By John Green The Hutchinson News firstname.lastname@example.org
Chalmers Cancer Treatment Center at Hutchinson Regional Medical Center recently added a new linear accelerator, hospital officials announced.
The TrueBeam system, from Varian Medical Systems, enables a different approach to treating cancer with image-guided radiotherapy, allowing for delivery of more powerful cancer treatments with pinpoint accuracy and precision.
The new technology makes it possible to deliver treatments more quickly and accurately, allowing new possibilities for the treatment of lung, breast, prostate, head and neck, as well as other cancers that are treatable with radiotherapy, according to a news release.
“This linear accelerator is a real game changer that will enable us to treat even the most challenging cases with unprecedented speed and precision,” Dr. Surendra Verma, radiation oncologist with Chalmers, stated in the release.
“This makes it possible for us to offer faster, more targeted treatments for tumors as they change over time,” he said.
Dose delivery rates are 40 to 140 percent higher than earlier generations of equipment, which increases patient comfort by shortening treatments, and improves precision by leaving less time for tumor motion during dose delivery.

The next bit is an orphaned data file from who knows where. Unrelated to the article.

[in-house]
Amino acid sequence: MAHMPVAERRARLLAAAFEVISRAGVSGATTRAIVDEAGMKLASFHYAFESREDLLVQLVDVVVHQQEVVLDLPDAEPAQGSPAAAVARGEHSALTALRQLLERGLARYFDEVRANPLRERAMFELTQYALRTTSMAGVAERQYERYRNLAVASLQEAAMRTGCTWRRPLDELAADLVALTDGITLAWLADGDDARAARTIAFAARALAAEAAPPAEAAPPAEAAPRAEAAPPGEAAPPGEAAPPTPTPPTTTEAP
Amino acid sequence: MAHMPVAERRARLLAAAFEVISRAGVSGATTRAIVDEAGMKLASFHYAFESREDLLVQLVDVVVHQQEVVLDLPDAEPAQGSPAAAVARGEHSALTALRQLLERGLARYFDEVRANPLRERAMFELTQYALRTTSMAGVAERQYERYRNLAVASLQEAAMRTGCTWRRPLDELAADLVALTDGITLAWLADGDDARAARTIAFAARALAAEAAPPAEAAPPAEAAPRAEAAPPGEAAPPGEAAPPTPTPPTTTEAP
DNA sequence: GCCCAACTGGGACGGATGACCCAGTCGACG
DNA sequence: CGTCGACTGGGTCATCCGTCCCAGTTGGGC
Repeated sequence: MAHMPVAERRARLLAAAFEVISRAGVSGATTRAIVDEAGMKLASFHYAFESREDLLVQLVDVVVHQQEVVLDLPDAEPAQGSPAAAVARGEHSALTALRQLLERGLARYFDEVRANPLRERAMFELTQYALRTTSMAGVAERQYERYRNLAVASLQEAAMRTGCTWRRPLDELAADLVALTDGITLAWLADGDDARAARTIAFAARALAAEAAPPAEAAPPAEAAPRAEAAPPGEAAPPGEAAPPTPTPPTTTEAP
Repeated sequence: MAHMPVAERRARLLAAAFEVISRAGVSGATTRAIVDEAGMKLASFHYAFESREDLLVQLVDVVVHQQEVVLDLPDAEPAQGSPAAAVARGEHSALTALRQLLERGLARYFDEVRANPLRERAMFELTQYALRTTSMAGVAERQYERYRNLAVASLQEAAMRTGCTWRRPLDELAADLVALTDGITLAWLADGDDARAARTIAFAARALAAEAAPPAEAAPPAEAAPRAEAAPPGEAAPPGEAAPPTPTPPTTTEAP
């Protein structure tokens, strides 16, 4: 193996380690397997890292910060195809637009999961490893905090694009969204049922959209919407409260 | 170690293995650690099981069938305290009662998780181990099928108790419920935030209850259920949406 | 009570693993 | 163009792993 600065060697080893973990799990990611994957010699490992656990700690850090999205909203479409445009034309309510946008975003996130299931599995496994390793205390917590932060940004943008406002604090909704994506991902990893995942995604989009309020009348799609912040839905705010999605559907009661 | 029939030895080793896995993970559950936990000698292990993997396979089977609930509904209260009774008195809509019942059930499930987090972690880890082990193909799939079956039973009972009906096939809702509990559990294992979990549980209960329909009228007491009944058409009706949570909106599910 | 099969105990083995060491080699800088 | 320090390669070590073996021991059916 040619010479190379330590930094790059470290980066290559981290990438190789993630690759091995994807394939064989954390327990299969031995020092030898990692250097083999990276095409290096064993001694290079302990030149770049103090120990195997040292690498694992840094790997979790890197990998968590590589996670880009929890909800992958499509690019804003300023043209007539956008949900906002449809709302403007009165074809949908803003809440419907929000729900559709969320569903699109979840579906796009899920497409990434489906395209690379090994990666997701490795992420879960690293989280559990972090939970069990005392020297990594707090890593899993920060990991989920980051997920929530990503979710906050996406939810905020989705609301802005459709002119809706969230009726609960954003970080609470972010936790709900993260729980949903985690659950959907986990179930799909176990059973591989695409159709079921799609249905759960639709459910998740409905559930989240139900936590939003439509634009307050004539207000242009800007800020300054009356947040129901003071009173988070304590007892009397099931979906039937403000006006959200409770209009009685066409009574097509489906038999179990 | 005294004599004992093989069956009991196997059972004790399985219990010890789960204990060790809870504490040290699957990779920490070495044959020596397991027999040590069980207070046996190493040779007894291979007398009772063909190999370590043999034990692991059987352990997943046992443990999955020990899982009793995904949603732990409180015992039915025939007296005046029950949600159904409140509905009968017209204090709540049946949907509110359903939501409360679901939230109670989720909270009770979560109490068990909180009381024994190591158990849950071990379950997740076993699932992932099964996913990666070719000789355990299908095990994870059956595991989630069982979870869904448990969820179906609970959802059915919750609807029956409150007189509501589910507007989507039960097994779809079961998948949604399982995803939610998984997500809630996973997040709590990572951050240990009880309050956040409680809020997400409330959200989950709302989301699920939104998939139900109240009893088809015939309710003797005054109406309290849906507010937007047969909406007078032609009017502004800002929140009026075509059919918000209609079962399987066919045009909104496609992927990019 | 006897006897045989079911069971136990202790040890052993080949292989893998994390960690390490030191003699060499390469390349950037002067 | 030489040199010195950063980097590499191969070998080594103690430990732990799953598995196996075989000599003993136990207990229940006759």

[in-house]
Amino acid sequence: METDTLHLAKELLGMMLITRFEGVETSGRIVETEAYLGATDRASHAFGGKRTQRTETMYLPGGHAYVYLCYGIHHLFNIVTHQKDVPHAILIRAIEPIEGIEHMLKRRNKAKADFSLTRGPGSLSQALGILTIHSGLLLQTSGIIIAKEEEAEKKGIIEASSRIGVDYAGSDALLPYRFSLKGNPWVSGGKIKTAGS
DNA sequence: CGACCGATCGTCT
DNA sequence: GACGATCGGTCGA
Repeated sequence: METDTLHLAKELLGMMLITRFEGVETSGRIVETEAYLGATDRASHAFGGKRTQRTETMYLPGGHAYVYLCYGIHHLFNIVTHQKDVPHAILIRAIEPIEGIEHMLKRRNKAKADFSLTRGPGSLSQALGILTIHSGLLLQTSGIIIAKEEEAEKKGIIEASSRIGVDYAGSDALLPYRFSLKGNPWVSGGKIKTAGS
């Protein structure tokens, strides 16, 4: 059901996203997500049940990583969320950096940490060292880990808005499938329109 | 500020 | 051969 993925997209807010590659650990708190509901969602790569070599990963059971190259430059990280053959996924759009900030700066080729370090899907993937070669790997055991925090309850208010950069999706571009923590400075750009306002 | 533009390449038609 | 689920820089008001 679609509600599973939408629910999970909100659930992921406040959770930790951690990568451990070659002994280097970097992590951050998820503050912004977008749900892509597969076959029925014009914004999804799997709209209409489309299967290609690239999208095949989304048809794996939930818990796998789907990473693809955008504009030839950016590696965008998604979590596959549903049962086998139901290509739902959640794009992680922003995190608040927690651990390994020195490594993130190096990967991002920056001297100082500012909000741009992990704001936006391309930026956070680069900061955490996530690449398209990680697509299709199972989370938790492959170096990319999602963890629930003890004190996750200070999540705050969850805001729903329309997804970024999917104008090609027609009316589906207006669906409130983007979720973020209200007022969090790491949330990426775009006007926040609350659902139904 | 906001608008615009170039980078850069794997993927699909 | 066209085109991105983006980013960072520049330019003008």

Simple treatments that once took 15 minutes or more now can be done in less than two minutes, once the patient is in position, the release stated.
TrueBeam combines imaging, beam delivery and sophisticated motion management to accurately and precisely target tumors with speed. It rotates around the patient to deliver a prescribed radiation dose from nearly any angle.
The system also offers RapidArc radiotherapy, which makes it possible to quickly deliver treatment during a continuous rotation around the patient.
The RapidArc imaging capabilities let the clinician see the location of the tumor in three dimensions before treatment. If the cancer has moved due to physical changes, treatment can be adjusted so the patient receives a precise treatment.
“With this technology, we can treat a moving tumor as if it were standing still,” Dr. Verma stated. “We expect this to make a meaningful difference for cancer patients in the area. This type of technology is a very good option for treatment of cancers of the head and neck, prostate, and abdominal tumors.”
“This is a breakthrough that lets us bring a wider spectrum of advanced radiotherapy treatment options to many more patients,” he said.